‘We’re still in a very high surge’

A health expert has warned that the state is underestimating the impacts of an ongoing spike in COVID-19 cases.

Tim Brown, an infectious disease expert with the East-West Center, appeared on a livestreamed interview Monday to discuss the current rise in cases he said has largely been ignored by the general public.


The state Department of Health reported 7,199 new cases statewide between June 8 and June 15, with 803 reported on the Big Island alone. That number averages out to more than 1,028 new cases per day, more than the delta surge in the late summer of 2021.

However, Brown said people are “acting like nothing’s going on.”

“The problem is that the epidemic is being downplayed now from a political perspective and also a public health perspective,” Brown said. “The reality is that we’re still in a very high surge.”

Brown said current COVID test positivity rates are nearly 20%, although he noted that doesn’t take into consideration the thousands of home tests in circulation. But he estimated that there will continue to be large amounts of community spread until mid-July — as long as new variants don’t take hold.

“The protection due to a past infection (from the omicron variant) is turning out to be comparatively weak,” Brown said, adding that the latest variants — called BA.4 and BA.5 — “eat (previous variants) for lunch,” and have evolved to circumvent COVID immunity from vaccines or previous infections.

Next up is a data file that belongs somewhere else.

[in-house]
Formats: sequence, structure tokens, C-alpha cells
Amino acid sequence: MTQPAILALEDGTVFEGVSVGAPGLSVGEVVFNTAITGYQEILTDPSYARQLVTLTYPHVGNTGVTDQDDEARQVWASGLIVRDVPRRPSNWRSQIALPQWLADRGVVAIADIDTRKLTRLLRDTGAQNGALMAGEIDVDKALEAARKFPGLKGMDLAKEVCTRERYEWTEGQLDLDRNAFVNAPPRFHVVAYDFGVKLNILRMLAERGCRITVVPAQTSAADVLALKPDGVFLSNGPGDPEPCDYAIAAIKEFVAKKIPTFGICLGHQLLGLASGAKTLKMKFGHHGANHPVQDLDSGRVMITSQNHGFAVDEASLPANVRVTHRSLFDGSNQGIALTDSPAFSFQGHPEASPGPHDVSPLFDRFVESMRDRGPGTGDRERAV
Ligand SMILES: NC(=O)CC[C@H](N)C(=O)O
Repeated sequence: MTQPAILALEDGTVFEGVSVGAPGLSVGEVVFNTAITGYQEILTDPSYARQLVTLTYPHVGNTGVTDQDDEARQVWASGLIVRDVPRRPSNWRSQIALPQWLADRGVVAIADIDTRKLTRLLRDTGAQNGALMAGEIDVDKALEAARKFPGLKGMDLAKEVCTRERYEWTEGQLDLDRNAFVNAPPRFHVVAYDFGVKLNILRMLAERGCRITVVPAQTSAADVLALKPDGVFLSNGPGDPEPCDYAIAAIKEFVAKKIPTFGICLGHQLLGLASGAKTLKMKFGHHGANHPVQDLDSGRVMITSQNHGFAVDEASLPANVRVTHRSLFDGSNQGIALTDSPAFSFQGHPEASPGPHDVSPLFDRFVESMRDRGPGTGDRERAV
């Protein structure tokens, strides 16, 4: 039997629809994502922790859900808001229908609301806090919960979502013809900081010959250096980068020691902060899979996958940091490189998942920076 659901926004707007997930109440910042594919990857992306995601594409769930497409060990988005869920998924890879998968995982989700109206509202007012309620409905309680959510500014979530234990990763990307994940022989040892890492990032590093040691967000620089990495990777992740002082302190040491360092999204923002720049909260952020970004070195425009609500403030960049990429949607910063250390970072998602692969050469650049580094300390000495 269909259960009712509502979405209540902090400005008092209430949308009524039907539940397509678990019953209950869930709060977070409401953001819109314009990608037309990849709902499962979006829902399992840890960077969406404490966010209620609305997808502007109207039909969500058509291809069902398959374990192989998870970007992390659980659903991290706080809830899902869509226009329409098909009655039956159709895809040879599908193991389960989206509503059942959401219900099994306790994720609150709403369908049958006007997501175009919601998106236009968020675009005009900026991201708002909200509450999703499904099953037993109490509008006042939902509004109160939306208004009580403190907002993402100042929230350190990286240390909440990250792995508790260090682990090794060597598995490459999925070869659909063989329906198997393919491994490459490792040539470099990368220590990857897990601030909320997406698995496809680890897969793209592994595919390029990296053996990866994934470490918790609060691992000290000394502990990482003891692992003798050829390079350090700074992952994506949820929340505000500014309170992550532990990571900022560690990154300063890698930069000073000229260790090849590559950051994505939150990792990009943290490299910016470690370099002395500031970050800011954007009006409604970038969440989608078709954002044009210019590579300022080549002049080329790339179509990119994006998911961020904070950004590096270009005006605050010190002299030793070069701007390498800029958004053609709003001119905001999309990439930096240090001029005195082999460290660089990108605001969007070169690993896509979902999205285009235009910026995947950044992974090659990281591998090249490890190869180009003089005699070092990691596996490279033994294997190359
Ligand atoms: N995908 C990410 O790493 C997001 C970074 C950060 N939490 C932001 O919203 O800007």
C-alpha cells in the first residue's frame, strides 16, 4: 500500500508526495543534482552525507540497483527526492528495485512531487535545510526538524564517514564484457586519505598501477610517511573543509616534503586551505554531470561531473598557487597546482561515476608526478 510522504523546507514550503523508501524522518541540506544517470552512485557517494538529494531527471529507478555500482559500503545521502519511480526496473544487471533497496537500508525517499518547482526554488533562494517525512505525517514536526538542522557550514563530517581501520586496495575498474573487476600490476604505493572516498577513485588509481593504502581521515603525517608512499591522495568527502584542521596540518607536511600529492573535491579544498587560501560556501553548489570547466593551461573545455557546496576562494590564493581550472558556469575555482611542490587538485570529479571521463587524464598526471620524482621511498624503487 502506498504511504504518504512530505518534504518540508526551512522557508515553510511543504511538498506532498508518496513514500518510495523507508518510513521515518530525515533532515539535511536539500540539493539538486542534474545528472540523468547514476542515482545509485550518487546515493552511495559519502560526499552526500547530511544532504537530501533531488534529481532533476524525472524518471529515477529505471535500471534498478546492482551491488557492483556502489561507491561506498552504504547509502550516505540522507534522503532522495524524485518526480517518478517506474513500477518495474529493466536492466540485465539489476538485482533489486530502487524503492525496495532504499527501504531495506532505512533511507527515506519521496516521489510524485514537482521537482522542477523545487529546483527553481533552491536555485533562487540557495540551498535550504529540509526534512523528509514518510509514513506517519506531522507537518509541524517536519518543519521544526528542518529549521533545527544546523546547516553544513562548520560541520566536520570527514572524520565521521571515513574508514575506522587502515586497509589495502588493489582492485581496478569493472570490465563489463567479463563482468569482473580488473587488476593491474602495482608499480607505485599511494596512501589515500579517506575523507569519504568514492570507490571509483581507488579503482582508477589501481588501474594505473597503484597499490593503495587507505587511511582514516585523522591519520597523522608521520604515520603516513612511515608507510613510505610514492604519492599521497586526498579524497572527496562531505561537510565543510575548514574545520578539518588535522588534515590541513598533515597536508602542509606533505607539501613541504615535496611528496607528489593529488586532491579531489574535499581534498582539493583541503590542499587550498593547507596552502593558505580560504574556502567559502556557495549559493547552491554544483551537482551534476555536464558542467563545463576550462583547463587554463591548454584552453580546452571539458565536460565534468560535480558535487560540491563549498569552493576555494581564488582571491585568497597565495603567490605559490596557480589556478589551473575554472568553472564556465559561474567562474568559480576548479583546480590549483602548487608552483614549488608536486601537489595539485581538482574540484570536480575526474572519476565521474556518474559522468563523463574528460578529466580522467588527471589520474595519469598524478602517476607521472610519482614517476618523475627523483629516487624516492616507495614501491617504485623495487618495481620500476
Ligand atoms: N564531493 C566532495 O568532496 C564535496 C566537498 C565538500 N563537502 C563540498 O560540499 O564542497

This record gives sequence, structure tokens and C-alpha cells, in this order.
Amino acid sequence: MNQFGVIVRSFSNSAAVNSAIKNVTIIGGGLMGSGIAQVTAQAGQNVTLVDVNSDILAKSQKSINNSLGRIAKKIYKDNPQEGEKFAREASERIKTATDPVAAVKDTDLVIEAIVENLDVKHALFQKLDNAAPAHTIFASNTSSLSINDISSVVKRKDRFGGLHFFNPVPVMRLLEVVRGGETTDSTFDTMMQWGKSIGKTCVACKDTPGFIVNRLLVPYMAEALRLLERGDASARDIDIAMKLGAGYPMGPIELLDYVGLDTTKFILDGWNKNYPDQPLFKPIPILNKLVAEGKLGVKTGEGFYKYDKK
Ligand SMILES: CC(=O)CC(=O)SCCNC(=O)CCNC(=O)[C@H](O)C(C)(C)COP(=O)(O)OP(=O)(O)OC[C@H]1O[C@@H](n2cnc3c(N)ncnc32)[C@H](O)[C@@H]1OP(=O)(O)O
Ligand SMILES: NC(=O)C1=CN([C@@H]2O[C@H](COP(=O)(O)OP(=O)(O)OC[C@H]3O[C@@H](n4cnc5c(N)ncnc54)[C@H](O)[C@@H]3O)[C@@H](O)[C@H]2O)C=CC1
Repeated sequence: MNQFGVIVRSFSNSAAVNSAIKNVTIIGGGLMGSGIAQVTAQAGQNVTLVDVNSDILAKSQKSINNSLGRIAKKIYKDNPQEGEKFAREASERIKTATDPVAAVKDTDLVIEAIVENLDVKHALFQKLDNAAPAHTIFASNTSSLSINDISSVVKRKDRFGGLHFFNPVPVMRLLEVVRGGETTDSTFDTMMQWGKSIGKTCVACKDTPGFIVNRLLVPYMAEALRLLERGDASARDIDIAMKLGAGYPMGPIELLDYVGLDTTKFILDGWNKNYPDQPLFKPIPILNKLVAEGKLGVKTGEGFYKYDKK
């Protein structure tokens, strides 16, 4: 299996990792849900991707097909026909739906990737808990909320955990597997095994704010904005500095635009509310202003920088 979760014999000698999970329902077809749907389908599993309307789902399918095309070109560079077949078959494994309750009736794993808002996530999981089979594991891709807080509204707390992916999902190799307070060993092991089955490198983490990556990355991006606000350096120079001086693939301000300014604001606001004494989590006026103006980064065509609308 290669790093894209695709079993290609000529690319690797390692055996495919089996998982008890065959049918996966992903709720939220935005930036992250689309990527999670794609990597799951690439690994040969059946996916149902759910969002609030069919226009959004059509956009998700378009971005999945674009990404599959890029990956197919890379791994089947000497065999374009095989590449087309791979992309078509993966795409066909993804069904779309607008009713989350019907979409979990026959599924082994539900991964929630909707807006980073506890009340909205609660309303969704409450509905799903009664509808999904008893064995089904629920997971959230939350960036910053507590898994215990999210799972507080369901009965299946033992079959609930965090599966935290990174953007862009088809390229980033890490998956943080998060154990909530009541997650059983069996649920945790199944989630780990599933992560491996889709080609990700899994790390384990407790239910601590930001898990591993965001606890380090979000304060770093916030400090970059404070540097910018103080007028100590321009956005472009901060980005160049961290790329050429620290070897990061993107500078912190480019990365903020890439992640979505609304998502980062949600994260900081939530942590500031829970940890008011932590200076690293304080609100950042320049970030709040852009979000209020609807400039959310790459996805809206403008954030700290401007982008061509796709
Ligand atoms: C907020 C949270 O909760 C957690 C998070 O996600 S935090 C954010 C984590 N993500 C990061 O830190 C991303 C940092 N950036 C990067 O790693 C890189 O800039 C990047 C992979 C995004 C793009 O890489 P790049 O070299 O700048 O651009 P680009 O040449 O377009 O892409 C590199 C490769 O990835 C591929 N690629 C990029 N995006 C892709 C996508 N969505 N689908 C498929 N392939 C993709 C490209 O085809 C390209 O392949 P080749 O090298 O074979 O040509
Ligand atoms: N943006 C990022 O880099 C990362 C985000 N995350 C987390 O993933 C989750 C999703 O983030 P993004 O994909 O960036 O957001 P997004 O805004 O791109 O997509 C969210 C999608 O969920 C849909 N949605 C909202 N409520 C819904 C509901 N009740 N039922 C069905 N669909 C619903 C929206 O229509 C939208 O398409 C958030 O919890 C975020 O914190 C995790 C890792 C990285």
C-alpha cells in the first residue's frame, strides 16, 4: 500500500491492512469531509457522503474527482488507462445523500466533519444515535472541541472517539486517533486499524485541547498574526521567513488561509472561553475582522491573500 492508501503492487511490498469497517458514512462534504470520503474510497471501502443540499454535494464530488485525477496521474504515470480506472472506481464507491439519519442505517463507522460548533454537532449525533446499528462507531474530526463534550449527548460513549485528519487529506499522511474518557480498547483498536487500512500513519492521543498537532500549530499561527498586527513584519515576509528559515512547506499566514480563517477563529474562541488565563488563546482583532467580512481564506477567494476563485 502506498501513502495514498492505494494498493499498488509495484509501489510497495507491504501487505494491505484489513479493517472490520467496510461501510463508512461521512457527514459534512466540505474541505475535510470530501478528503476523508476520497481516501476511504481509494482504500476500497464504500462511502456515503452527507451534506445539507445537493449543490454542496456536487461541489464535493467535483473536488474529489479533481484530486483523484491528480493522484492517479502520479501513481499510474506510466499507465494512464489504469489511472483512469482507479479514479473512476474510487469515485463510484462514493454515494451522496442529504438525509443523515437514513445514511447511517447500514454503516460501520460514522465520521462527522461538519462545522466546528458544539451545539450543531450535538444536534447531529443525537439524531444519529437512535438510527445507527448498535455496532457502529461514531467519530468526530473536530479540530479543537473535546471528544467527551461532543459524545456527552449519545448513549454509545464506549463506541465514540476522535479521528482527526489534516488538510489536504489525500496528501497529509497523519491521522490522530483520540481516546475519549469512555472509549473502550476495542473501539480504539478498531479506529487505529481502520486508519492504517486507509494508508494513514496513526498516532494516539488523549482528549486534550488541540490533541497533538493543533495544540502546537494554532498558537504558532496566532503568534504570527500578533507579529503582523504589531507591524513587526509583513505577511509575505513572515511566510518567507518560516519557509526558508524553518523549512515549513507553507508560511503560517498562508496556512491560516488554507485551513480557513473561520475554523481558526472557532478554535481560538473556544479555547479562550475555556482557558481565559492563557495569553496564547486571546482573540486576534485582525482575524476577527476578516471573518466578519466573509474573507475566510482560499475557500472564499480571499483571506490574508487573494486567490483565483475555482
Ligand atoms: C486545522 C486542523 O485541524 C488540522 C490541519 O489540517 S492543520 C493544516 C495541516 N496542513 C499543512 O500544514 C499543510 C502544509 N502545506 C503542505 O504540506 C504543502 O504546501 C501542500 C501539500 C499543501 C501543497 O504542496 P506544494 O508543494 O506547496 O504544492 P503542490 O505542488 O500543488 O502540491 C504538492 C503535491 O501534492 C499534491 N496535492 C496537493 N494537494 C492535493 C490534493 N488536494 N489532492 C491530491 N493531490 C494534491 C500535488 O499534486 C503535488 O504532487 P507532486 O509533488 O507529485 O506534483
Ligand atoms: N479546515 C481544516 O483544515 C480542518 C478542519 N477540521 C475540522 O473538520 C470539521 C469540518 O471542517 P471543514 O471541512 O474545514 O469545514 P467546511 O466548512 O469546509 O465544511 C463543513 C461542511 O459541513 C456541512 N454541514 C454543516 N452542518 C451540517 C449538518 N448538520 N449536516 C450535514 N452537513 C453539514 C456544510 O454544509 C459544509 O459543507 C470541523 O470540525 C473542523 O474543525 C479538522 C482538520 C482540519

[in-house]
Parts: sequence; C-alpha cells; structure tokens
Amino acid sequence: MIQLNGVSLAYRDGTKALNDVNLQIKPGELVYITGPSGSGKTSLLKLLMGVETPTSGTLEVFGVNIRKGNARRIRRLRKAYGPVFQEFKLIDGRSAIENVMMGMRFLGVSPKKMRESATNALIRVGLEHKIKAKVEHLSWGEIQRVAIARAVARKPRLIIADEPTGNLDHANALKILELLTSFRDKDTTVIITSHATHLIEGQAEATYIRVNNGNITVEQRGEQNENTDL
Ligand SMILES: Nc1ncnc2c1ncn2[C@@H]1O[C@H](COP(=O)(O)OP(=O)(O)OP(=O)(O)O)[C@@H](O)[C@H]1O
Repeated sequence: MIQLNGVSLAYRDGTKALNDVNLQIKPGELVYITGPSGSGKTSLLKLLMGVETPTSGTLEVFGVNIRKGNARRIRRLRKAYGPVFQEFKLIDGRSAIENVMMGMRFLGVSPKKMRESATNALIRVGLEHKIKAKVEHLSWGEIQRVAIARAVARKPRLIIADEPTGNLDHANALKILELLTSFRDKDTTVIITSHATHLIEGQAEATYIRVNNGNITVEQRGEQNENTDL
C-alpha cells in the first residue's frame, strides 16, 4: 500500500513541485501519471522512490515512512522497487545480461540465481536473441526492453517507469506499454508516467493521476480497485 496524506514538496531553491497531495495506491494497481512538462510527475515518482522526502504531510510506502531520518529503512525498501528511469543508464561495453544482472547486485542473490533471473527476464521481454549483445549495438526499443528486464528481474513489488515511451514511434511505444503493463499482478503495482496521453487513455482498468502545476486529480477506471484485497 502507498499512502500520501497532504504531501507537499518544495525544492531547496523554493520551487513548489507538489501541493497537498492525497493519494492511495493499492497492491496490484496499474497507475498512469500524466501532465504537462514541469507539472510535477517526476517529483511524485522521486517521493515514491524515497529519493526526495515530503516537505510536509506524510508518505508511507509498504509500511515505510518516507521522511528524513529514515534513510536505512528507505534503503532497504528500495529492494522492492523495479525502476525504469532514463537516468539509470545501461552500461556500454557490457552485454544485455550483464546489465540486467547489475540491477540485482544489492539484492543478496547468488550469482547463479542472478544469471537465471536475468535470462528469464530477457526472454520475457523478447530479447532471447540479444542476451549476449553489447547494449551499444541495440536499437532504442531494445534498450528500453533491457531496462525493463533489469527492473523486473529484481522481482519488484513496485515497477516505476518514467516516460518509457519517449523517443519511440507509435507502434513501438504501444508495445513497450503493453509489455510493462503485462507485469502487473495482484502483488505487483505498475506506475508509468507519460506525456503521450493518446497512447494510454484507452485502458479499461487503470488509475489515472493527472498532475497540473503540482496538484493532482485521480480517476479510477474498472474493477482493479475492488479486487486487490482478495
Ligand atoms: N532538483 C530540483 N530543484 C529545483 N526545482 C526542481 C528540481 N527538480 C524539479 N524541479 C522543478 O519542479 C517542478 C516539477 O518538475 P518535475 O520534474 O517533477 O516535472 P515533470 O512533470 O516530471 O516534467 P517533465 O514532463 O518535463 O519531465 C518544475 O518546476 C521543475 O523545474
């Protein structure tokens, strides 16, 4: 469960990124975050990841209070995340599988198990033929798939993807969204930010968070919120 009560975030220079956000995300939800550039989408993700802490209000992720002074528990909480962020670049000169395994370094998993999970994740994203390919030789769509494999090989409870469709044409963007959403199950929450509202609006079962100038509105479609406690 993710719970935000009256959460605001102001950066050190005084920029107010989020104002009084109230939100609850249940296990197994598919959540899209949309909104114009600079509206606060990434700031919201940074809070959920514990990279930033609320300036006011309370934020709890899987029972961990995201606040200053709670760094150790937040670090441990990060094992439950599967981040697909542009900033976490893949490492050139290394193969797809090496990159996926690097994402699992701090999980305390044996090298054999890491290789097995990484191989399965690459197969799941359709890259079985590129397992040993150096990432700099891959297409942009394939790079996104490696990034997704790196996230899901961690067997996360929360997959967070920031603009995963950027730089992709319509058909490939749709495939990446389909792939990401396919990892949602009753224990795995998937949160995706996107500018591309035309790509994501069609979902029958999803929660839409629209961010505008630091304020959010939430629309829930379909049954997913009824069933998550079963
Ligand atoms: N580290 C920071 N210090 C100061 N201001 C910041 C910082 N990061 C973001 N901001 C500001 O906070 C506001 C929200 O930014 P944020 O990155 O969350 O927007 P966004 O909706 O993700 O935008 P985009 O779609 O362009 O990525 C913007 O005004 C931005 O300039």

Brown said anywhere between 20% to 40% of people who have been infected with COVID report some form of long-term “long COVID” symptoms, and half of them report that their symptoms have impacts on their daily lives. He went on to say that continuing to underestimate the long-term damage caused by the coronavirus will “come to haunt us.”

Brown said health officials should have pushed for people to get a second booster shot already, but pointed out that those shots are widely available for those who have a health condition that exposes them to more severe illness.

“My recommendation is, push your doctor a bit,” Brown said. “Because you probably do have one of those many, many conditions — look on the CDC website, there’s 20, 30, 40 conditions — and that is a reason to get a booster shot.”

A statement from state Department of Health spokesman Brooks Baehr urged all residents above the age of 50, and those older than 12 with compromised immune systems, to get a second booster. He also encouraged parents to schedule vaccinations for their children.

“While the current surge may have hit a plateau and we may see case counts drop in coming weeks, Oahu, Hawaii Island, Maui and Kauai still have high levels of COVID-19,” Baehr said in his statement. “People should protect themselves and those around them by getting vaccinated and boosted, wearing masks indoors, and avoiding large crowds. The Department of Health encourages everyone to get up to date on their COVID-19 vaccinations and boosters.”

Email Michael Brestovansky at mbrestovansky@hawaiitribune-herald.com.

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